Mariota encouraged the seniors on the team to be a role model for the younger players. “They are counting on you to be the best player that you can be both on and off the field. Take that role model responsibility and run with it and enjoy your last year.”

Through the Motive8 Foundation, Mariota said the goal is to help underprivileged youth.”My family and I created what is called Motive8. Our foundation wants to reach out and help underprivileged youth. We want to make an impact. When I was growing up, there were so many guys from the state of Hawaii, who were probably better athletes than me, but they didn’t have the resources to achieve their dreams of playing collegiately or professionally. Our aim is to help provide those resources for youth to give them an opportunity to make their dreams come true and when its their turn they can give back,” he said.

As for the upcoming season, Mariota said he can’t wait to get started. “I’m excited. It’s really hard to put into words. I think we have a great core group of guys that really want to win. Its fun to be a part of it. We appreciate all of your support. We’re excited to get things rolling. We start Friday and hope we’re not done until February. Our goal is to win a Super Bowl and when things get tough and on days like today when its hot and you have to go out and practice you have to remind yourself of that goal. For me, my focus is I don’t want to let the guy next to me down. If every decision I make is about the guy next to me on my right and left, I think eventually the team will be in a good spot and hopefully we’ll be able to achieve that goal. I can’t wait for the season to get going,” said Mariota.

After making his remarks, Mariota presented DCHS football Coach Steve Trapp with a signed jersey. The Titans quarterback received from Coach Trapp a DCHS Tiger Pride shirt.

Alexandria Gets New Dentists

July 24, 2017
Dwayne Page
Dr. Laura and Dr. John Adams of Adams Dental in Alexandria

The dental office of Dr. Wesley Suddarth in Alexandria is under new ownership.

Dr John Adams and his wife Dr. Laura Adams of Watertown acquired the practice upon the retirement of Dr. Suddarth, who had been in business since 1978. They officially took over on July 5th.

The new name of the clinic is Adams Dental.

The couple recently relocated to Watertown from Missouri where Dr. John served at Fort Leonard Wood during a tour of duty in the U.S. Army.

A native of Mountainburg Arkansas, Dr. John met his future wife at the University of Tennessee Health Science Center in Memphis where they were studying to become dentists. She is from Jackson, Tennessee.

“I went to dental school in Memphis and that’s where I met Laura. She was a year behind me in school. After I graduated from dental school, I moved to Missouri at Fort Leonard Wood where I was an Army dentist for four years,” Dr. Adams told WJLE.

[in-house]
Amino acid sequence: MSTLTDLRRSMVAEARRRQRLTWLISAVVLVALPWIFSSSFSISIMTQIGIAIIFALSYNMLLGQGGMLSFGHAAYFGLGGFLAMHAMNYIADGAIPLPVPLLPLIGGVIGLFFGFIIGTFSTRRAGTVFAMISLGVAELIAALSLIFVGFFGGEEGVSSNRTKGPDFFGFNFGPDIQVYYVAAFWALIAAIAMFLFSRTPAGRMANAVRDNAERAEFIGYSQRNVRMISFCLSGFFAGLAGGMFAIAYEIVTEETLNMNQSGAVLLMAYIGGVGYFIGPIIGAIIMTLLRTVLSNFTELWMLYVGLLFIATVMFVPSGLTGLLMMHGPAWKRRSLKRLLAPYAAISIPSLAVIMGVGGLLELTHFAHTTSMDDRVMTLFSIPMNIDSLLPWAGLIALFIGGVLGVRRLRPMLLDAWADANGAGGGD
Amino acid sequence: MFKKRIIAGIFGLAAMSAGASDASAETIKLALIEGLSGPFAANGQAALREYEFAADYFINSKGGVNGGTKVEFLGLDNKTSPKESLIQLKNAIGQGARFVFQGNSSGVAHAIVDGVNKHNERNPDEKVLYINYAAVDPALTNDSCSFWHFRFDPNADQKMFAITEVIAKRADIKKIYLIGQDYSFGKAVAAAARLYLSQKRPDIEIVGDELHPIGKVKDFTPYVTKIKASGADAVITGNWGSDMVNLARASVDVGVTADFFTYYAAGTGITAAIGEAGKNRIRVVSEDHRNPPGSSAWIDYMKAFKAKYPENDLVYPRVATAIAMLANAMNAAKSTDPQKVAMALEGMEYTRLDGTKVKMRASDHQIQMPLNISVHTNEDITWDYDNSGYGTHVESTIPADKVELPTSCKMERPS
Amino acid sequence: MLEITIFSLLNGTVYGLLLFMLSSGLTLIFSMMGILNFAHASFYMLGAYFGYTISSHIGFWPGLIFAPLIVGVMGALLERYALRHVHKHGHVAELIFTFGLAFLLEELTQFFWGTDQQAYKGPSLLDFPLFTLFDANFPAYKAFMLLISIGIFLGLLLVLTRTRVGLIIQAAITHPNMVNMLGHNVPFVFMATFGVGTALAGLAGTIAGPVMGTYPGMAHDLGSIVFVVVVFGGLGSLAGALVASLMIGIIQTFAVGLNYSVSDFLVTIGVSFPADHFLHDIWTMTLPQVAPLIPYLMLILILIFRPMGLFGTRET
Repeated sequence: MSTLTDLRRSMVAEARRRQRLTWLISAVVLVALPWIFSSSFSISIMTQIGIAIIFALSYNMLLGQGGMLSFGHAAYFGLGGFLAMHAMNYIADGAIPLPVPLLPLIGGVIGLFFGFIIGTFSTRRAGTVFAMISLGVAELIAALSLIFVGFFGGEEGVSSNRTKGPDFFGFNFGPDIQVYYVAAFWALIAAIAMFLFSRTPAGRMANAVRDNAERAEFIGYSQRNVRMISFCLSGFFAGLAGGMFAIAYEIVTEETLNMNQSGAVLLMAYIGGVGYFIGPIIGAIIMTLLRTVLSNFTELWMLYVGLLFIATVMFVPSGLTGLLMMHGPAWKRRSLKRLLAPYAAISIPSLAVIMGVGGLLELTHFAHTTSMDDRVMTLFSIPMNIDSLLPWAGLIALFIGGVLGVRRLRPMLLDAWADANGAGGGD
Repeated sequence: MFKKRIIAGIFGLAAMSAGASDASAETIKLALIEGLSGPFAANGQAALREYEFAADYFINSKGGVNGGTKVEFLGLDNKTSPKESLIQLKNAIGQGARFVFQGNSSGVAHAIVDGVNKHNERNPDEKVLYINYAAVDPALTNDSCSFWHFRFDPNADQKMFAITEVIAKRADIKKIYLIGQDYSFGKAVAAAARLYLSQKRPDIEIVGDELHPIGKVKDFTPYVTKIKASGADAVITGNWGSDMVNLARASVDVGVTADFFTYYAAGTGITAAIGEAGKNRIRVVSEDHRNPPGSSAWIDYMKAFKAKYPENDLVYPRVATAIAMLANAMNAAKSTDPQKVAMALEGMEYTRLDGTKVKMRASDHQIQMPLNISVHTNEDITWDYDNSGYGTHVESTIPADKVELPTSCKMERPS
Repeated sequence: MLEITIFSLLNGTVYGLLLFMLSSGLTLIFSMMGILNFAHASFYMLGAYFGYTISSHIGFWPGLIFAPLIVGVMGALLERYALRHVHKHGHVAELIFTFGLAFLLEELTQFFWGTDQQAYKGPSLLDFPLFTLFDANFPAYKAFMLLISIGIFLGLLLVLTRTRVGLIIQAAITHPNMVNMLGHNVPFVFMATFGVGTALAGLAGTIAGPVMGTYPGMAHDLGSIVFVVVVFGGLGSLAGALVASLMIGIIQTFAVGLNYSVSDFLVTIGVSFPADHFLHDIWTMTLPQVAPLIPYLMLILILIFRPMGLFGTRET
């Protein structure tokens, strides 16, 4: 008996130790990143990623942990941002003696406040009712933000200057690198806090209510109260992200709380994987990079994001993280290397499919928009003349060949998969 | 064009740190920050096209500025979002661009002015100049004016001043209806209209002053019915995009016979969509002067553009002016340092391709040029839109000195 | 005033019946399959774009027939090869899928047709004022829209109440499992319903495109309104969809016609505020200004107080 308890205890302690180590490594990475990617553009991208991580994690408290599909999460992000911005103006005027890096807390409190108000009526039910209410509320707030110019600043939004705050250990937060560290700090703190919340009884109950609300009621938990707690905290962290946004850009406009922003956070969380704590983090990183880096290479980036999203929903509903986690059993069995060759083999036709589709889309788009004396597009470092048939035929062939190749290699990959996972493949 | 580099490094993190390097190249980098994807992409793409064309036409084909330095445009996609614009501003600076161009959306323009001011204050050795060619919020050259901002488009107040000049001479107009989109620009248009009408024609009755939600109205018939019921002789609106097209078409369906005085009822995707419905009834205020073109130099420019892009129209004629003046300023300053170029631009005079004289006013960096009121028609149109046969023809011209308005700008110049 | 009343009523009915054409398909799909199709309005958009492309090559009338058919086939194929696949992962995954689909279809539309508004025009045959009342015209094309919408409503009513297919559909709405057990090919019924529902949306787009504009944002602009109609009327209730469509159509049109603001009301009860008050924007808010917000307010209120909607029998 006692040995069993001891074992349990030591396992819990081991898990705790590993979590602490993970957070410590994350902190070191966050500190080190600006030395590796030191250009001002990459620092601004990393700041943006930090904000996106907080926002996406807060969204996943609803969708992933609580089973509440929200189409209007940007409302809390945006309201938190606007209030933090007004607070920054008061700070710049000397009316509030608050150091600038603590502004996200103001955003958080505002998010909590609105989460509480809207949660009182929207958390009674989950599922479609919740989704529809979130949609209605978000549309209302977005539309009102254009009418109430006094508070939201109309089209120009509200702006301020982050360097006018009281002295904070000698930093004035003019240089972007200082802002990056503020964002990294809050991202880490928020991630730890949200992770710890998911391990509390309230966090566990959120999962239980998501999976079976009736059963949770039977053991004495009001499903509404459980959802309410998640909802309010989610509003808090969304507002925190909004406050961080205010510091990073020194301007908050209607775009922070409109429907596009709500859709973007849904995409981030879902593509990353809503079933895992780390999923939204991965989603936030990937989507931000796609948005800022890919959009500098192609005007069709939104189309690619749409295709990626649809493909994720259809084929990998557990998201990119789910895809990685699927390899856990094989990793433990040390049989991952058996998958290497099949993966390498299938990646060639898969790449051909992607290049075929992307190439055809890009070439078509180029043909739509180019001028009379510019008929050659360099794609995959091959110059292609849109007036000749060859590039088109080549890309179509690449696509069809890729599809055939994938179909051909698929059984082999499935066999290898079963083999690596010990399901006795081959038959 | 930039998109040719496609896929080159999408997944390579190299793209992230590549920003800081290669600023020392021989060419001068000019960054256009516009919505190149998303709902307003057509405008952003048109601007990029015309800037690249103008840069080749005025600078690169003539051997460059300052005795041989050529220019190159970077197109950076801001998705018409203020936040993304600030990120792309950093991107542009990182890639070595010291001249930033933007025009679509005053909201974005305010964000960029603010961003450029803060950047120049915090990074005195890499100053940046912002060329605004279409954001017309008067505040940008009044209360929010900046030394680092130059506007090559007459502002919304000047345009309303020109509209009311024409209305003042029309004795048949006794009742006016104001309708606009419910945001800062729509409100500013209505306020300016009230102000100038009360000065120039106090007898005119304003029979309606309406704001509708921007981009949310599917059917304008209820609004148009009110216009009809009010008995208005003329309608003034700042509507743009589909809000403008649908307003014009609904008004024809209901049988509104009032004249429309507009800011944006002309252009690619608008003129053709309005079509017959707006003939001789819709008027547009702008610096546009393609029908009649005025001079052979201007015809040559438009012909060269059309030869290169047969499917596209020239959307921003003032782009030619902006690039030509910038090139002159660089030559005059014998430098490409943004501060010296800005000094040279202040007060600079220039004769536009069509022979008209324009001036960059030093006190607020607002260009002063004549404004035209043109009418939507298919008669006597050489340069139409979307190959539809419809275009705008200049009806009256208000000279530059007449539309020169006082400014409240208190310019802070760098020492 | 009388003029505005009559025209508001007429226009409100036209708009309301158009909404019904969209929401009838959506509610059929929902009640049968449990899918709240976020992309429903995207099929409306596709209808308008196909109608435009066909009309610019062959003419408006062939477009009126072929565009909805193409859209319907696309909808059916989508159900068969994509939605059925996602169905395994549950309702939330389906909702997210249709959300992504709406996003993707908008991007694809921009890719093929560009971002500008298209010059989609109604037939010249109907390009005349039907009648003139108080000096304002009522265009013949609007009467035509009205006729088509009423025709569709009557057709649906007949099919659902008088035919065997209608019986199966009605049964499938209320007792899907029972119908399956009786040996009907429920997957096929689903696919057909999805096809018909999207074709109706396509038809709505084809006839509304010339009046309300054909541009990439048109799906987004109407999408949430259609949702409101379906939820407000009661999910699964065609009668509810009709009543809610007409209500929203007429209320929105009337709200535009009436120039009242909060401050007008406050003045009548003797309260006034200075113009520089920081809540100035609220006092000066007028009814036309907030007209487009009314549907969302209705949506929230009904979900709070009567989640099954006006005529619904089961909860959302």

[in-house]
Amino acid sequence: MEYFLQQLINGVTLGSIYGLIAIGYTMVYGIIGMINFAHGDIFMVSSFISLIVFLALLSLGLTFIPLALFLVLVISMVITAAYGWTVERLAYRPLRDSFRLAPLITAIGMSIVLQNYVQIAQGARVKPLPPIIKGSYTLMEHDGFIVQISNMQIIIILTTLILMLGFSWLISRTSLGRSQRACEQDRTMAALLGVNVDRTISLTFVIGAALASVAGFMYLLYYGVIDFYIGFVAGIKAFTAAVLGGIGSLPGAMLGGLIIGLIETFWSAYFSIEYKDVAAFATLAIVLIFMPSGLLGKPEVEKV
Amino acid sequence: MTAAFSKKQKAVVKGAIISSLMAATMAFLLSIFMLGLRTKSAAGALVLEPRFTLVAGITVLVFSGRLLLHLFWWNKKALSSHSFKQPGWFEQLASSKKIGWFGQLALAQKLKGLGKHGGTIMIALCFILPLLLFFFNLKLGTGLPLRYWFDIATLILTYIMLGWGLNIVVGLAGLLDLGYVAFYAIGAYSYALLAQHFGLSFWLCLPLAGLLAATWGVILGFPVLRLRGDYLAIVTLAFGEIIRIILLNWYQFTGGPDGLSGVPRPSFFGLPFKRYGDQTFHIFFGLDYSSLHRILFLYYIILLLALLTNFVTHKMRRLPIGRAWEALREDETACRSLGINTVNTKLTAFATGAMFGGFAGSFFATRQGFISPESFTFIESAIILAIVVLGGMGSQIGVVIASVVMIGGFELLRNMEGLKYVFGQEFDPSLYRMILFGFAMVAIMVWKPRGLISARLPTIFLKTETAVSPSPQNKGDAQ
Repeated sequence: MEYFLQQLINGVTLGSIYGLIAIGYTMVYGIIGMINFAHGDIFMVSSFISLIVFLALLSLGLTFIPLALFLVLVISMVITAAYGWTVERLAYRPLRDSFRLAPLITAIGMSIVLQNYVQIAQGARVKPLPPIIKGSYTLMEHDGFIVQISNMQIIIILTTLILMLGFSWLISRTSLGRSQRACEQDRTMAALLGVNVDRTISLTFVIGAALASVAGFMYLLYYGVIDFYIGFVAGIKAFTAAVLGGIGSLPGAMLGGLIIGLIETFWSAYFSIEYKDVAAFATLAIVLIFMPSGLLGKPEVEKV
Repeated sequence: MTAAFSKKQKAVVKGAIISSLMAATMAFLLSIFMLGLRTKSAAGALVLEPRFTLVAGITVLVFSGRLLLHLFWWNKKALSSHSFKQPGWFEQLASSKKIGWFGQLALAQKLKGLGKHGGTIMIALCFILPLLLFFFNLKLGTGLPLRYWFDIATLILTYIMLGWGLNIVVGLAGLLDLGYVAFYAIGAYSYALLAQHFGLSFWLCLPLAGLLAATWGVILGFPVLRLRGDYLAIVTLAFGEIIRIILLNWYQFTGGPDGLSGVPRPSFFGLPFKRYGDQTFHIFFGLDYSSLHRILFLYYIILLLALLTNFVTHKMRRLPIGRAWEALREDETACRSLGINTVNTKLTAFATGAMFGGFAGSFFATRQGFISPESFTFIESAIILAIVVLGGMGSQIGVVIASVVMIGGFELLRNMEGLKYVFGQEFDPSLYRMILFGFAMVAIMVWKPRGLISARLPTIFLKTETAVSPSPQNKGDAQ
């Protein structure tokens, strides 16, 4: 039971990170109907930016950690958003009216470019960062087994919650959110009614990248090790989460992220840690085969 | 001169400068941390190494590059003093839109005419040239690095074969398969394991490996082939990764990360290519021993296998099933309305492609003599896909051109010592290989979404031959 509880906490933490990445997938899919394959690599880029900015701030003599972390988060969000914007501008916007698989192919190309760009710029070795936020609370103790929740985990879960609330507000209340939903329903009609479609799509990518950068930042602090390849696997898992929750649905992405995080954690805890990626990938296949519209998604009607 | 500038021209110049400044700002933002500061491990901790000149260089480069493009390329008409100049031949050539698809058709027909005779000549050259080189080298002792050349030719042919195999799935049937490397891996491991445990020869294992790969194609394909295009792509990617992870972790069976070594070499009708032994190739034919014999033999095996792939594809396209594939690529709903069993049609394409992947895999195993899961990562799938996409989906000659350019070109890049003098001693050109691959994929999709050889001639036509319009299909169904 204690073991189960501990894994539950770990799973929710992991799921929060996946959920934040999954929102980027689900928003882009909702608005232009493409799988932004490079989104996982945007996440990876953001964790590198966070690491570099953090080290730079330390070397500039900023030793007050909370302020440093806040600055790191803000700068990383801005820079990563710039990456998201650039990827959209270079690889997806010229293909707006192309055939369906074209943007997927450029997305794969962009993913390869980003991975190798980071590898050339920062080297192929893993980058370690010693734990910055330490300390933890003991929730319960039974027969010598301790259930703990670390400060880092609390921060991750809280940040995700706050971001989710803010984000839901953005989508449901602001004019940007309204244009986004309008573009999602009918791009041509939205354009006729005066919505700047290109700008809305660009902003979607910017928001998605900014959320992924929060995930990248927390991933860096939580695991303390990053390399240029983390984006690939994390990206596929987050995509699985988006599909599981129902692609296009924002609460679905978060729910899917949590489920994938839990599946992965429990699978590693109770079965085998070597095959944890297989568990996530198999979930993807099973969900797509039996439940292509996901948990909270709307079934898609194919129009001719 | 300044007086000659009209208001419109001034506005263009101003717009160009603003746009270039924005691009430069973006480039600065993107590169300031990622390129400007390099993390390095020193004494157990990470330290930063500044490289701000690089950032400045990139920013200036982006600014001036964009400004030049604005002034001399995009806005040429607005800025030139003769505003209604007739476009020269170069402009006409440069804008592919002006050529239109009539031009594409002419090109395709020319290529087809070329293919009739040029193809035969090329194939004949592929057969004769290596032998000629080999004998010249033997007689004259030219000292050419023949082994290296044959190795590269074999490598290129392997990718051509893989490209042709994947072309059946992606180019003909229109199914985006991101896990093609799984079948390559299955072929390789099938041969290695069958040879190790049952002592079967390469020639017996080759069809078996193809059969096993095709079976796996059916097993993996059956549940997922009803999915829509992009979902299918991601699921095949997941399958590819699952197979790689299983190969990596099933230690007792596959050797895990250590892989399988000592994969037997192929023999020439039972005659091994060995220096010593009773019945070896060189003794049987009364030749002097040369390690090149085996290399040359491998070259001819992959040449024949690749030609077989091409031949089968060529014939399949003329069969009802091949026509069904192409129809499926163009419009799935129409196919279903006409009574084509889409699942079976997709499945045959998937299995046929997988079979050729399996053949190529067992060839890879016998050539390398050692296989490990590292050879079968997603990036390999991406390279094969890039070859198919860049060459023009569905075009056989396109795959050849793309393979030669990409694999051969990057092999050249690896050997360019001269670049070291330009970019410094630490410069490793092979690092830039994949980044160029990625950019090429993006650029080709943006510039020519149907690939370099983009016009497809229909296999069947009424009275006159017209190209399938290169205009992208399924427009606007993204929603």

“After I graduated we got married. John was already in Missouri for one year fulfilling his active duty of service. We stayed at Fort Leonard Wood for the last three years and came here straight from Missouri,” said Dr. Laura Adams.

The couple had hoped to find a small community to start their dental practice and were thrilled when this opportunity arose.

“We knew we wanted to have a practice in a smaller town. At the time we were looking, we stumbled across this one and really liked it,” Dr. John continued.

“We live in Watertown so we’re glad to be close by and part of the community and we’re looking forward to getting to know everybody,” added Dr. Laura.

The Adams’ plan to continue offering the same quality dental services patients of Dr. Suddarth have come to expect but they would like to expand on those services over time.

“We do fillings, crowns, same day crowns, and all aspects of general dentistry and we see children as well as adults. As we grow and as time goes on, we’re going to keep everything up to date with new technology. We will be adding a few services including dental implants and we’ll broaden dental extractions and even do some braces in the future. We really want to get settled in and get to know the people. That’s our primary focus, to be the dentists in the community and meet the needs of the patients,” said Dr. John.

(UPDATED) Fire Destroys Condos in Highland Cove Complex Near Center Hill Lake

July 24, 2017
Dwayne Page
Fire Destroys Condos in Highland Cove Complex
Fire Damage to "H" Building at Highland Cove Complex

An early morning fire destroyed at least two condominiums in the Highland Cove Complex near Center Hill Lake early Monday morning.

The three story, six condo complex is located on Dale Ridge Road (Highway 96) in the area of Cove Hollow.

According to DeKalb County Fire Chief Donny Green, the fire started on the top floor of the “H” building and swept through both condos there. The two condos on each of the first and second floors were spared any fire damage because of the concrete floors in between each level of the building but there was some smoke and water damage there.

“We got the call at 5:22 a.m. A caller phoned 911 and reported that flames were already coming out of the roof and when we got there that is what we found. One condo unit on the third floor was fully involved with flames already coming out and the fire had moved into the adjoining condo unit. We also had exposure risk on the “G” building some 40 to 50 feet from the “H” building. Heat from the fire had melted the siding on the end of the “G” building so we deployed a large master stream of water to knock the flame and heat back off that building,” said Chief Green.

Although hydrants were available, Chief Green said water pressure issues forced firefighters to shuttle water from the lake to help get the blaze under control.